What the JOBS Act Means for You

By Rory Eakin, COO and co-founder of CircleUp

NEW YORK ( TheStreet) -- Today at a Joint Committee Hearing in Congress, legislators will be hearing from small business owners about the importance of implementation of the Jobs Act, the much publicized, and criticized (including from TheStreet here and here ) law passed by an overwhelming bipartisan majority this spring. Despite being written into law more than four months ago, many of the key provisions of the law have not yet come into force.

The most pressing issue is when the law will come into effect for the hundreds of thousands of small businesses seeking to raise capital from accredited investors (investors who make more than $200,000 a year as an individual, $300,000 per year as a couple or have $1,000,000 or more in net assets excluding their home). Currently, these businesses are prohibited from advertising a capital raise (called general solicitation).

The law instructs regulators to remove the prohibition against general solicitation, but also gives them leeway to define adequate rules to protect investors once this advertising is permitted. The rules were supposed to be in place more than two months ago, yet a final timetable has still not been announced.

Exactly when, and how, private companies can advertise for investors is important for all Americans -- whether they are investors, small business employers, consumers of products and services from local businesses across the country or simply care about job creation. Small and start-up businesses account for half of all private-sector employment in the U.S., and two out of three jobs created in the last 30 years. They are a critical driver of our national economy, and the future large employers of tomorrow.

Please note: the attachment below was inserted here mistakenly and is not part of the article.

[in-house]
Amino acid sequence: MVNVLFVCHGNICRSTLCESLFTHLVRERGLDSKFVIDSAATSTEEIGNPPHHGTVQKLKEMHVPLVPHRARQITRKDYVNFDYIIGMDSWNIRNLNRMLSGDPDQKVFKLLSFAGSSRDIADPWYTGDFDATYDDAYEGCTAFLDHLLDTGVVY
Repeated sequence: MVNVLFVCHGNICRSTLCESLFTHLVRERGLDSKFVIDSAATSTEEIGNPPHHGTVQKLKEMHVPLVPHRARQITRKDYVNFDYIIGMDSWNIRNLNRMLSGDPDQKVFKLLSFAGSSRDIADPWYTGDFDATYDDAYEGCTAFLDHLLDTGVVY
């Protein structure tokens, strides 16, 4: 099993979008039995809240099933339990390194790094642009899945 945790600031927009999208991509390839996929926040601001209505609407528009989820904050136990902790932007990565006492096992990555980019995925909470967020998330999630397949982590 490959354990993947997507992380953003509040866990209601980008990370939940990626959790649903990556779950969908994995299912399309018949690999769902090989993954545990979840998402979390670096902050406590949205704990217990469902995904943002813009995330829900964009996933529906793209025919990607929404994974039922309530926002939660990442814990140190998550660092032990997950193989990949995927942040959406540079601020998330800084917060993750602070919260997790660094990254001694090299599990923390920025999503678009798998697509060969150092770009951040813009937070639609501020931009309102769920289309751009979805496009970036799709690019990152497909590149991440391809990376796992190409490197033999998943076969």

Investors: For investors, non-institutional private investing is a $50 billion market that operates with incredible inefficiency. Without open communication, investors must spend time developing relationships and networking to gain access to "deal flow" that they may not otherwise ever find, let alone gain access to. Private equity and venture investments occupy an important place in a well-diversified portfolio for many of the largest investors in the country, but -- in part because of the lack of information -- these investments are largely beyond the reach of most investors (and are costly, with investors paying significant fees).

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